[Ok-sus] Local pastured heritage breed turkeys available

Bob Waldrop bwaldrop1952 at att.net
Tue Nov 11 04:13:20 UTC 2014

The Oklahoma Food Coop is quite well stocked with turkeys this year.  
Even though a LOT have been sold, there are more than 100 turkeys, 
ranging in size from 6 to 16 pounds, still available.  Our turkeys are 
from Walters Hatchery in eastern Oklahoma and are heritage breeds that 
were raised in free ranging conditions.  They are not injected with 
water and sugar.

We like to brine our turkeys. For a 16 pound turkey, I make brine with 2 
gallons vegetable stock (sauteed onions, carrots, celery, garlic 
simmered for about an hour), plus a cup of salt and 2 tablespoons of 
black peppercorns. I add the salt and peppercorns at the end of the 
simmering, stir until dissolved. Then remove from heat and refrigerate, 
because when you start the brining process you want the brine ice cold. 
The nice before the roasting begins, put the turkey and brine in a 5 
gallon bucket and either refrigerate or add ice and put in a cool space. 
Keep it cold! Make sure the turkey is fully immersed, if it wants to 
float, weight it down.

Before roasting, we stuff the bird with onion, celery, carrot, and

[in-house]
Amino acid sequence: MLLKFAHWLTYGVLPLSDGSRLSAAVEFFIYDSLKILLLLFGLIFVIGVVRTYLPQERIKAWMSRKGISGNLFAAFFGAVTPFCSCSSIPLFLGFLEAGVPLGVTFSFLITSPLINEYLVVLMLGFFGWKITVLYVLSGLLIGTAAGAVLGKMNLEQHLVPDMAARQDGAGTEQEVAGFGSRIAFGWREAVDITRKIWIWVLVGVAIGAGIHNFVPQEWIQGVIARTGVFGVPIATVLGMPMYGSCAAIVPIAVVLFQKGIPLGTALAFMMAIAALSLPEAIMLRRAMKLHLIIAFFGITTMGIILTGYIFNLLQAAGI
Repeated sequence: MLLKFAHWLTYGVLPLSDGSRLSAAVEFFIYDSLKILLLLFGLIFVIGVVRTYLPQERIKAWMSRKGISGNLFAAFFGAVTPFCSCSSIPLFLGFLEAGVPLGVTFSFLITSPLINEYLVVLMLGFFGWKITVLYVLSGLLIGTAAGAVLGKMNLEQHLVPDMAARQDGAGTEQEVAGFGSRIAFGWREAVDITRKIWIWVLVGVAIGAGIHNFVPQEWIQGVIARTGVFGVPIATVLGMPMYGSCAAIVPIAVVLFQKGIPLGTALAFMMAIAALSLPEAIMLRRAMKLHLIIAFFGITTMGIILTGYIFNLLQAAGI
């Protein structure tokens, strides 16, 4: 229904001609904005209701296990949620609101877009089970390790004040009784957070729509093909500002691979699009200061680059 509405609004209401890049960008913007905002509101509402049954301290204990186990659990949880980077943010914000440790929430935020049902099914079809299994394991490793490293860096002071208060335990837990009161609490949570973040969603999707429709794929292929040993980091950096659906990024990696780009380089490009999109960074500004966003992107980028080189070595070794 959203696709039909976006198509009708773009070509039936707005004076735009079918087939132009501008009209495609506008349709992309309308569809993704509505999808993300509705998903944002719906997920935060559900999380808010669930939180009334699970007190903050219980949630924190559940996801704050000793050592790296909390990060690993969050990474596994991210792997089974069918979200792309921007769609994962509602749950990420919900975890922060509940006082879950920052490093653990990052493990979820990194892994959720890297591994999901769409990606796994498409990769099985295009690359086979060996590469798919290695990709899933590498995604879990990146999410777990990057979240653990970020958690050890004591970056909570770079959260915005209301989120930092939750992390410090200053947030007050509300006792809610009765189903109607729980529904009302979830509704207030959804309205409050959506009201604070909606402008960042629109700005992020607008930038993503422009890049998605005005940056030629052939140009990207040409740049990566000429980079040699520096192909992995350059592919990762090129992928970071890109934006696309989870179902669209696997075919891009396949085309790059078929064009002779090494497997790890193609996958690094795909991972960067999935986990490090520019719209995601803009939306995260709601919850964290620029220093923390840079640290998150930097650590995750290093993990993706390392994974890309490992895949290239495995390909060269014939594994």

sprigs of rosemary, thyme, and sage from my garden.

Non-members are welcome to shop the Coop these days.  Find us online at 

One of the most important things that everyone can do to help grow a 
more sustainable Oklahoma is to buy some food directly from our Oklahoma 
farmers.  If we want a more sustainable, just, and humane system of 
agriculture, then there must be a market for the products of 
sustainable, just, and the humanely managed flocks and herds of our 
farmers.  No amount of wishing or legislation will accomplish that goal 
and if we wait on the government, we will wait in vain. We vote with our 
dollars every time we spend money.  How we vote with our money is as 
important as how we vote with our electoral votes.  So don't spend yours 
in vain!  Shop local for this holiday season!

Bob Waldrop

http://www.ipermie.net How to permaculture your urban lifestyle and adapt to the realities of peak oil, economic irrationality, political criminality, and peak oil.

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